Friday, May 11, 2007

D.N.J. Bars Plaintiffs From Bringing Subsequent Smaller Class Actions in State Court After Granting Voluntary Dismissal

Per Shappell v. PPL Corp., Slip Copy, 2007 WL 893910 (D.N.J. March 21, 2007):

On March 30, 2006, Plaintiffs, as a class of individuals, filed suit in state court, alleging several state law claims stemming from an environmental spill of fly ash caused by Defendants, which permeated the Delaware River and surrounding areas. Defendants removed the action to this Court under the recently enacted Class Action Fairness Act (“CAFA”), 28 U.S.C. § 1332(d), allowing removal of class actions with minimally diverse classes, when the aggregate amount in controversy exceeds five million dollars. Plaintiffs now seek to voluntarily dismiss all of the class action allegations of their complaint, and request remand of the remaining claims to state court.

As an initial matter, Defendants argue that Plaintiffs improperly employ Federal Rule of Civil Procedure 41(a)(2) for voluntary dismissal of specific claims, when what they in fact seek to do is amend their complaint. Defendants argue that Plaintiffs attempt to strategically alter their complaint, to sever CAFA jurisdiction and thereby avoid having to litigate their claims in federal court. Defendants seek denial of the motion on this basis.

. . .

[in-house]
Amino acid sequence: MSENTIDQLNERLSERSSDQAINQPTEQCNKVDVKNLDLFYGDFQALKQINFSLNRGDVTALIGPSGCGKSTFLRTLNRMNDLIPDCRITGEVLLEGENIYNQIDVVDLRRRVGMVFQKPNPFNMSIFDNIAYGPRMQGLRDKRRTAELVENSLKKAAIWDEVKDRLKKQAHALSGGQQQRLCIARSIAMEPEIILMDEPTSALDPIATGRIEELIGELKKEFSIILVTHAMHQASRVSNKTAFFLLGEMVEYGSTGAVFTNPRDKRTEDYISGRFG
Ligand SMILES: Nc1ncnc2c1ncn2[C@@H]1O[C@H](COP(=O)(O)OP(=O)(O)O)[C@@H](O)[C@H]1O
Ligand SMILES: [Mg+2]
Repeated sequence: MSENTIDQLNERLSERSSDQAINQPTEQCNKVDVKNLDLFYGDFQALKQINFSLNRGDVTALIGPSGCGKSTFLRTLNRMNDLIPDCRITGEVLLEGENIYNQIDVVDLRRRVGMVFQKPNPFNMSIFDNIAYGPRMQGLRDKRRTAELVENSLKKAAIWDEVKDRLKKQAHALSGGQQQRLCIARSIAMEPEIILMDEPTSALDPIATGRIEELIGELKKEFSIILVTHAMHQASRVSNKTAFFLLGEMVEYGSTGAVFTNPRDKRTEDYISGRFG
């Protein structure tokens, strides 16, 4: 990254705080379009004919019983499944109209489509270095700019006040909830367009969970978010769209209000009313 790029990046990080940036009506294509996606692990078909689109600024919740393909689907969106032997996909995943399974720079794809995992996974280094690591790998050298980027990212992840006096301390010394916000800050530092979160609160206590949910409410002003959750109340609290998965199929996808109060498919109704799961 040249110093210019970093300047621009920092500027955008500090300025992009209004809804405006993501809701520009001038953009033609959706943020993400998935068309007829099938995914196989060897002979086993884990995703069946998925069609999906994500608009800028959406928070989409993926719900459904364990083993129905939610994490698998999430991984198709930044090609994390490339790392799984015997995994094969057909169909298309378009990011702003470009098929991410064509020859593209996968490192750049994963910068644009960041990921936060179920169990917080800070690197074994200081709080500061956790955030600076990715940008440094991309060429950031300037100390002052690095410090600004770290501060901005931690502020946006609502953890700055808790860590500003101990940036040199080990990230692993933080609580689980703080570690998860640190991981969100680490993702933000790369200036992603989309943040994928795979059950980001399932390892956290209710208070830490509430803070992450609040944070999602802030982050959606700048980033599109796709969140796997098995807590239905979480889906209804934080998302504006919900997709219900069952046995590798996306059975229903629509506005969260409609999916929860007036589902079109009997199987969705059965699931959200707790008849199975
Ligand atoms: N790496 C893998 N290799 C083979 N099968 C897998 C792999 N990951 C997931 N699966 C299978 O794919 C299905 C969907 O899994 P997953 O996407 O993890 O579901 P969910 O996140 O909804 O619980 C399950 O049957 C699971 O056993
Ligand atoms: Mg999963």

The Court is concerned that Plaintiffs may attempt, as Defendants argue, to use this voluntary dismissal as a means of “gerrymandering” smaller class sizes in state court, which fall beyond the purview of CAFA. While Defendants are not prejudiced by the timing of the dismissal, they certainly would be prejudiced by having to litigate multiple class actions in state court without the option of removal. Additionally, the Congressional intent behind CAFA would be undermined by such strategic use of the rules. See. e.g., 28 U.S.C. § 1711(b)(2) (stating one of the purposes of CAFA is “[to] restore the intent of the framers of the United States Constitution by providing for federal court consideration of interstate cases of national importance under diversity jurisdiction”). Therefore, the Court grants Plaintiffs' motion to voluntarily dismiss, on the condition that none of the Plaintiffs named within the complaint may file or enter a class action in any court in the United States on the basis of any theory of recovery stemming from the facts stated in the complaint before this Court. See, e.g. In re Phillips Petroleum Sec. Litigation, 109 F.R.D. 602, 609 (D.Del.1986) (granting plaintiff's voluntary dismissal on the condition that he not file a duplicative class action in any court); Goldlawr, Inc. v. Shubert, 32 F.R.D. 467 (S.D.N.Y.1963) (dismissal without prejudice conditioned on plaintiff covenanting not to sue defendants). If any Plaintiff named in the complaint violates this condition, the dismissal granted herein shall be with prejudice as to that Plaintiff. 9 Charles Alan Wright & Arthur R. Miller, Federal Practice and Procedure § 2366, at p. 316 (2d ed.1994) (citing various cases and noting if a plaintiff “accepts dismissal but does not meet the conditions, the order of dismissal may be made with prejudice”).


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